Biogen Endows $1.5 Million Chair In Neurology At UB

By Lois Baker

Release Date: June 22, 1998 This content is archived.


BUFFALO, N.Y. -- Biogen, a leading international biotechnology company headquartered in Cambridge, Mass., has established the Irvin and Rosemary Smith Chair in Neurology in the University at Buffalo School of Medicine and Biomedical Sciences through an endowment of $1.5 million.

William R. Greiner, UB president, announced the sponsorship of the endowed chair today (June 22, 1998) at a press conference at the university. Biogen is endowing the chair in conjunction with its 20th-anniversary celebration.

Lawrence D. Jacobs, M.D., UB professor of neurology and internationally recognized authority on the treatment of multiple sclerosis, will be the first holder of the chair. Jacobs has devoted most of his medical career to the study and treatment of MS. He was the first researcher to show that interferon beta was an effective treatment in some forms of multiple sclerosis.

His research, supported by private foundations and the National Institutes of Health, and clinical trials supported by Biogen, ultimately showed that the company's genetically engineered interferon beta-1a slowed the accumulation of physical disability in MS patients, in addition to reducing the number of MS-related brain lesions and the number of flare-ups.

The drug, known by the brand name Avonex®, was approved by the FDA in 1996. It is now the world's leading treatment for patients with the relapsing forms of the disease.

In announcing the endowment, Greiner said, "It is especially gratifying to have the breakthrough work of one of our most distinguished faculty members, Dr. Larry Jacobs, lead to the creation of a chair in neurology that recognizes and supports his work, and provides UB with a permanent legacy.

"Larry's path-breaking research, teaching, service and leadership have elevated significantly the national and international reputation of our Department of Neurology and the UB medical school. We are very grateful to Biogen for recognizing Larry's work through this generous gift to UB."

James L. Vincent, Biogen's chairman of the board, said, "Biogen is proud to endow this chair, which honors several individuals who represent the finest ideals of science. I have been closely associated with Irv and Rosemary Smith for more than 30 years. They demonstrate the highest standards of courage, ethical behavior and integrity -- values that are fundamental to Biogen's corporate philosophy.

"We are delighted that Dr. Larry Jacobs is the first person to hold this chair," Vincent added. "His belief in the potential of interferon beta-1a as a treatment for multiple sclerosis was vital to the successful development of Avonex®, which has brought new hope to MS patients throughout the world."

Irvin Smith, Ph.D., Biogen's former vice president for development operations, retired from the company in 1996.

Jacobs said he was "very honored and very flattered" to be selected to hold the new Irvin and Rosemary Smith Chair in Neurology.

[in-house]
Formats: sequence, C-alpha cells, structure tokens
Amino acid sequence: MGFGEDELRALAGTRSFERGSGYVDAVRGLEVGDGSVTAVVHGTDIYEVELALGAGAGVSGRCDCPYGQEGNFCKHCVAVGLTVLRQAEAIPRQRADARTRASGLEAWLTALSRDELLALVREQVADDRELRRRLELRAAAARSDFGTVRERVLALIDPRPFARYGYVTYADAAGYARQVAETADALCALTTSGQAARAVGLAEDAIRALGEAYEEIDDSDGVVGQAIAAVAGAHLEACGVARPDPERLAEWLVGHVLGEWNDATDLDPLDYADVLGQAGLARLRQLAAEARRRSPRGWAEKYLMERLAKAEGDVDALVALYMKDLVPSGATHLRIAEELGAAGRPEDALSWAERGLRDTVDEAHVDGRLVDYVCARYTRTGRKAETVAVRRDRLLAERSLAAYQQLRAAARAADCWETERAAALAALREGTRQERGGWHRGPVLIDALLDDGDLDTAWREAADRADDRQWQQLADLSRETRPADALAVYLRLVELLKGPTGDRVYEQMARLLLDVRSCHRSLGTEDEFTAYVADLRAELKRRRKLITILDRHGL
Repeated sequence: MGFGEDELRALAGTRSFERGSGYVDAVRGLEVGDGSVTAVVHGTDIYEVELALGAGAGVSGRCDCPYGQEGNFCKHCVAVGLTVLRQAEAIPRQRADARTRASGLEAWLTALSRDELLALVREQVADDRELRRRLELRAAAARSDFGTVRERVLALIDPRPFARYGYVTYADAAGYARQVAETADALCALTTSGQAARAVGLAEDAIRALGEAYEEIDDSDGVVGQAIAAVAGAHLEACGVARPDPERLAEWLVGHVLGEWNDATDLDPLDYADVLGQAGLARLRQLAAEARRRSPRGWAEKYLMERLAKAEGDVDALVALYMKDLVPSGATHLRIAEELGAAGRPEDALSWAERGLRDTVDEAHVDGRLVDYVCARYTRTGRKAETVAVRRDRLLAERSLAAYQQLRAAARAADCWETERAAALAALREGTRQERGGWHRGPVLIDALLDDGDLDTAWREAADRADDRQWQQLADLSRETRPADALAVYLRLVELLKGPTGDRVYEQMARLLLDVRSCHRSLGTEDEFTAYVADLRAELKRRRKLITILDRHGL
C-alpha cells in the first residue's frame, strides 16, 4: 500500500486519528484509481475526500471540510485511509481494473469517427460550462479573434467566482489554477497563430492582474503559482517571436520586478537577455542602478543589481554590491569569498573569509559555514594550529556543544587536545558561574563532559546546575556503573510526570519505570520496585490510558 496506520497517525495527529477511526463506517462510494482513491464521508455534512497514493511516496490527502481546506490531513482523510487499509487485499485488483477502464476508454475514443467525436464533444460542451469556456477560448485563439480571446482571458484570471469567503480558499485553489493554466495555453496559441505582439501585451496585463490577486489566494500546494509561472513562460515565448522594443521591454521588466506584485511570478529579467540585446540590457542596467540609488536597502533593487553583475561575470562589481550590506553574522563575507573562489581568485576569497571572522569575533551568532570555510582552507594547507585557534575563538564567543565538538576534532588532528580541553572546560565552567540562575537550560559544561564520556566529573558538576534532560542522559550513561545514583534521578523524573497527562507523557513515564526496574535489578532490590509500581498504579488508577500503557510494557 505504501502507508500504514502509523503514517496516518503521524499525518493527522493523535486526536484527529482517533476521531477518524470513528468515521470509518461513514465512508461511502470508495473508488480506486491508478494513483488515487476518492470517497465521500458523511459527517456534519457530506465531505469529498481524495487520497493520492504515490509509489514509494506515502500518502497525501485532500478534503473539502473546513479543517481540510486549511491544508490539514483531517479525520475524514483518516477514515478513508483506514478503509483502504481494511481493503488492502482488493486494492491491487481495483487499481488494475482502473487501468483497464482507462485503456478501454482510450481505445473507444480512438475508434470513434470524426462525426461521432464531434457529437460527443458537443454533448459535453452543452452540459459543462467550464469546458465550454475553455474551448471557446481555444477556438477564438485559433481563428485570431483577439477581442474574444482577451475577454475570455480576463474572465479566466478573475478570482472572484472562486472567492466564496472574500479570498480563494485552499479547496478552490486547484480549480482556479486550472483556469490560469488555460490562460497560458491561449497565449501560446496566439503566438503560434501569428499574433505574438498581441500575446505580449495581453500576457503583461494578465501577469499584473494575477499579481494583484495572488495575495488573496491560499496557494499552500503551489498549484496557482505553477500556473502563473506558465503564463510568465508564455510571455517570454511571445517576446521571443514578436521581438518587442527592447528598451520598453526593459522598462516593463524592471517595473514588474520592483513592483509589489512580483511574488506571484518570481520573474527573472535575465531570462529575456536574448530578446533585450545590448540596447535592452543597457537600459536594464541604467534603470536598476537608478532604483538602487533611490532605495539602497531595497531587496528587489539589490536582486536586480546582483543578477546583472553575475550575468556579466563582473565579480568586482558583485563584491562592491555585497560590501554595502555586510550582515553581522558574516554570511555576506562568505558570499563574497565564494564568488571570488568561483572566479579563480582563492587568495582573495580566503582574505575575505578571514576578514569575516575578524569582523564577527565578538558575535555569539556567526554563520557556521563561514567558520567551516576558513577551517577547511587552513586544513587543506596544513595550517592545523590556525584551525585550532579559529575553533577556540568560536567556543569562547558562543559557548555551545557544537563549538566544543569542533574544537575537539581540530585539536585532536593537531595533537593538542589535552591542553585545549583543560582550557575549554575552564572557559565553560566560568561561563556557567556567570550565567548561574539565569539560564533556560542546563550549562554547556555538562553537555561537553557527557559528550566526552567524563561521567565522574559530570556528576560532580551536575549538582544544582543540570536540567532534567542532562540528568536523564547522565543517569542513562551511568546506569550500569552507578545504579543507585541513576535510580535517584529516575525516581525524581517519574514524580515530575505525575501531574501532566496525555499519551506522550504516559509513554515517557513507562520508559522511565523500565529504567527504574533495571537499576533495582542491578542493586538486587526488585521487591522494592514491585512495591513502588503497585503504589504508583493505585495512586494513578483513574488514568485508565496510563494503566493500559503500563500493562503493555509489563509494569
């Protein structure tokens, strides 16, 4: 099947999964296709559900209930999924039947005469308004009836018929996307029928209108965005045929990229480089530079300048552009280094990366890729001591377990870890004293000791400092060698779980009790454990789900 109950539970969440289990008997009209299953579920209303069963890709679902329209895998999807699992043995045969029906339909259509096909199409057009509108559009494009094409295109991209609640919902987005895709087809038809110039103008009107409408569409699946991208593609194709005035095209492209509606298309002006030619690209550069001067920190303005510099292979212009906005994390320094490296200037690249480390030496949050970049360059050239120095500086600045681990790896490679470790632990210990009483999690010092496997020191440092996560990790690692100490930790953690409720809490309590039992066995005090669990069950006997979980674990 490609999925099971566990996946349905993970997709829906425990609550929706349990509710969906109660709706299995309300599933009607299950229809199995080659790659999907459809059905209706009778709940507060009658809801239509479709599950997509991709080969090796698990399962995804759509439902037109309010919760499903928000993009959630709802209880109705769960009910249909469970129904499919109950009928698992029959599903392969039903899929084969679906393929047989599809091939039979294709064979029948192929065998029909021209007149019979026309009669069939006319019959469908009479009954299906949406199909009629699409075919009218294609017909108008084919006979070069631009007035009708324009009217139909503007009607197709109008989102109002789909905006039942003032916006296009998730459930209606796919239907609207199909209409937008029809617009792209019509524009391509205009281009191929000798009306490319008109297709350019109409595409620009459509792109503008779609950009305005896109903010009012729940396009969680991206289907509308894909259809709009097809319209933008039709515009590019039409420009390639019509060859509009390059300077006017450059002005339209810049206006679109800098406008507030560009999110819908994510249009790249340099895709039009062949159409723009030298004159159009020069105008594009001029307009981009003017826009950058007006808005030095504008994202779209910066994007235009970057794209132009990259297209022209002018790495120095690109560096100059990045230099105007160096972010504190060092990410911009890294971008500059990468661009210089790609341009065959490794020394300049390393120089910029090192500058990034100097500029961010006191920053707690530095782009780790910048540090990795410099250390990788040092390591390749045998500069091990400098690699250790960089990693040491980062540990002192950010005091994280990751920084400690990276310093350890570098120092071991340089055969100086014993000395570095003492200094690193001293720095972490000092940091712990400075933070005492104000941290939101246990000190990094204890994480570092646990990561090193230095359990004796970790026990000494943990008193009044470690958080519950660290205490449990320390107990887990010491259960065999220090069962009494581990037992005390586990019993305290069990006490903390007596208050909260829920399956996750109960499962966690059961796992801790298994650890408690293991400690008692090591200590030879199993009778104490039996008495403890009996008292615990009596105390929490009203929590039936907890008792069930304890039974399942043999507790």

"The endowment demonstrates Biogen's commitment to the work we are doing here," he said. "It's coming at an age when I still have plenty of time left to continue that work.

"But the chair isn't for me," he added. "It's for progress in treating multiple sclerosis. It will allow us to do so much, and will insure that the work can continue uninterrupted."

John R. Wright, M.D., interim dean of the UB medical school, thanked Biogen for its generosity in endowing the chair, and termed Jacobs' appointment as its first holder "a well-deserved honor.

"The medical school is proud and pleased that Biogen has chosen to recognize an individual who has contributed so much to the field of neurology and to the community," Wright said. "Dr. Jacobs has spent 20 years helping people living with this debilitating disease. His work is a great credit to himself, the UB medical school and all of the people and organizations who believed in him and supported his research."

Jacobs began working with natural interferon in the late 1970s at the suggestion of Arnold Freeman, M.D., formerly a researcher at Roswell Park Cancer Institute, who was investigating interferon's potential as a treatment for cancer. He urged Jacobs to test the product's antiviral and immune-modifying properties in appropriate neurologic patients. Aware of the prevalence of MS in Western New York and its legacy of disability, Jacobs decided to concentrate his interferon research on that disease. (See attached backgrounder for more information.)

In addition to his professorship in neurology, Jacobs holds appointments in the UB departments of Ophthalmology, Physiology and Communicative Disorders and Sciences. He is head of neurology at The Buffalo General Hospital and chief of neurology at the William C. Baird Multiple Sclerosis Research Center at Millard Fillmore Hospital.

He has won numerous awards and honors for his work, including the Stockton Kimball Award in 1996, and has a lengthy publication record.

Smith, for whom the chair is named, is a biochemist by training. His career in health care and biotechnology has spanned nearly 40 years. He was responsible for managing Biogen's role in the Phase III trial of Avonex® and for shepherding it through the lengthy FDA approval process.

Biogen was established in 1978 by a group of academic researchers, including two Nobel Prize winners, interested in genetic engineering and its potential to improve health care. Discoveries by Biogen scientists have included the alpha interferon gene and hepatitis B antigens. In addition to Avonex®, the company's discoveries have resulted in the development of Intron® A, a leading treatment for hepatitis B and C and various cancers, and of vaccines for hepatitis B.